Friday, December 31, 2010

284. Dec 31, 2010 cases: rare puppy eyelid growths & Others

Dec 31, 2010. Last day of the year. I was on duty and finished work at 6.40 pm.
Bright sunshine and blue skies while some European and American airports are filled with snow and cold winds.

Traffic Warden. I happened to be in the waiting room and saw a parked golden car with its left side door at the side of the surgery marked: "Chubb and Enforcement". A slim bald man in his late 30s, wearing sunglasses, in white shirt and blue trousers stepped out of the car. I snapped a picture of him. He strode towards my car which was parked beside a fire hydrant as I was to go out soon and it was a shaded lot. I went out of the surgery and apologised to him. I drove my car away and put a parking coupon on my car dashboard. He drove off with his driver. So, it was all clear? Some 15 minutes later, I saw the same car in the same location (round the bend, at the side of the Surgery). The same warden was inside the car and looking at the rearview mirror. I was surprised. It seemed sneaky business. Why not use an unmarked car?

Only yesterday, 2 lady traffic wardens in similar starched white shirt and blue pants but from another private enforcement company (Certos?) were around in the afternoon. I saw them as I was in the waiting room and managed to avoid being booked. They were kind people and forgave me for not displaying a parking coupon. My parking area is one of the last rare lots in Singapore not boxed in by automated barriers and so these private wardens are employed to catch offenders.

Back to some interesting cases

Shih Tzu of 3 months old has 3 eyelid growths in the left eye. Veterinary medicine is full of surprises. I am 60 years old and have seen 30 years of small animal practice. But a puppy with 3 eyelid growths is a rare occurrence. Older dogs do have them but "never" puppies. So, this was a big surprise on the last day of the year.

"I am still searching for a vet," the mother of 4 children said. Her puppy had 3 eyelid growths of around 3 mm x 2 mm. What were they? They exploded during the last 2 weeks. She bought the puppy 4 weeks ago.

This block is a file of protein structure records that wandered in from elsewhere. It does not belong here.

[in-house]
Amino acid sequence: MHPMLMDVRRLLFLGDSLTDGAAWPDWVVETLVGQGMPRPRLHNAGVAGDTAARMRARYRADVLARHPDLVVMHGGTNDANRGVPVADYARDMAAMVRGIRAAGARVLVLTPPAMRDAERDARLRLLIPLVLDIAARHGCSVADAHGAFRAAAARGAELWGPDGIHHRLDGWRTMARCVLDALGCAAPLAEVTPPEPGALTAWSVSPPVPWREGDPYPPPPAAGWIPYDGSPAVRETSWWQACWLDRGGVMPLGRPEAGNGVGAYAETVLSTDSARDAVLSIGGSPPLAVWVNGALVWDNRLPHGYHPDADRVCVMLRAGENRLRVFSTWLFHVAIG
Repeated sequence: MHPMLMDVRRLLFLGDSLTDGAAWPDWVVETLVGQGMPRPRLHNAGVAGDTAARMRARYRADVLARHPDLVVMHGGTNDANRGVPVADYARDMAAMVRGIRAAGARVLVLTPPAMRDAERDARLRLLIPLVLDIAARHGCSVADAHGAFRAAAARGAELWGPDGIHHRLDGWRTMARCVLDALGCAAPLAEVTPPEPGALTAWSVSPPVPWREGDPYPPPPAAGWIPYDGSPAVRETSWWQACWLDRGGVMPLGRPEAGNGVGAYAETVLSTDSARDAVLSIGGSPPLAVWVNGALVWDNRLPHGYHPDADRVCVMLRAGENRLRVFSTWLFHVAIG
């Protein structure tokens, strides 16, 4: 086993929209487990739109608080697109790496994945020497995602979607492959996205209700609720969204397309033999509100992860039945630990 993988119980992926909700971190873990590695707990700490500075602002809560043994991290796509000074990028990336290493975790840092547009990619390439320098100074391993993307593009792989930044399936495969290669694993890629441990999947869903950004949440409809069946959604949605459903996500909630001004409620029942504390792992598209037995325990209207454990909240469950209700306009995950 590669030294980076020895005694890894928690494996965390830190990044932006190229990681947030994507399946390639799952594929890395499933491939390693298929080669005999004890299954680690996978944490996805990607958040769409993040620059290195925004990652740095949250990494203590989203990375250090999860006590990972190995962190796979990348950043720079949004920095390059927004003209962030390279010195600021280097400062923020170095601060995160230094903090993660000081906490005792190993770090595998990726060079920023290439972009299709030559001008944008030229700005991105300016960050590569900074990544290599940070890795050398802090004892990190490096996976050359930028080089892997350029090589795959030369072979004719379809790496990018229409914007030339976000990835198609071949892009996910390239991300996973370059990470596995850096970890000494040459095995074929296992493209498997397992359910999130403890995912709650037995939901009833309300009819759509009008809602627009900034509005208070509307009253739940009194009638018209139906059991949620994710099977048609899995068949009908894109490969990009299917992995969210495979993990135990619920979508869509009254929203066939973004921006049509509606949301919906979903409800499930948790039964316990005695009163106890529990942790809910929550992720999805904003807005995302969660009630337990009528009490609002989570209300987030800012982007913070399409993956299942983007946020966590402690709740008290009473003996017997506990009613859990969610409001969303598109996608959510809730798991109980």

"The first vet gave me an eye ointment tube to apply," the young-looking mother in her 40s said. "The growths were still there and I consulted Vet 2. He gave me this Surolan ear drops to apply. Not effective. That is why I am still looking for a vet!"

As the puppy is young and small, weighing around 1.3 kg, the eyelid growths look prominently big. "They look like warts. Give eye drops," my assistant gave his advice to me quietly. "Eye drops will not work," I explained to him. "These are solid growths on the eyelids."

Another merry-go-around with a different brand of eye drops would not do for this first-time puppy owner. "Surgery is needed to excise the 3 growths," I said. "There are no other solutions for this problem."

I knew that the other 2 vets did not want to suggest surgery as a 3-month-old puppy is a very high anaesthetic risk. According to one vet report I read, this is because the liver of the puppy is still immature and unable to clear the anaesthetic drug normally. So, the puppy dies.

You can't excise without anaesthesia as it would be painful and impossible. My assistant produced a anaesthetic consent form as he does for my associate vets. "No need," I usually don't use this form. I usually explain clearly orally the risks involved in any anaesthesia. As the mother was quite stressed out (going to a vet the 3rd time, puppy keeps rubbing the left eye), I did not tell her it would be high risk. If anaesthesia is done carefully, the risk is minimal.

"What anaesthesia will you use?" I asked my assistant (as part of mentoring process). "Diazepam and Ketamine," he said.

"You don't use two sedatives in the puppy," I advised. "One is already risky."
My assistant said: "Domitor?"
"Zoletil will be the best as it is said to be the safest. In the past I use xylazine with no problems."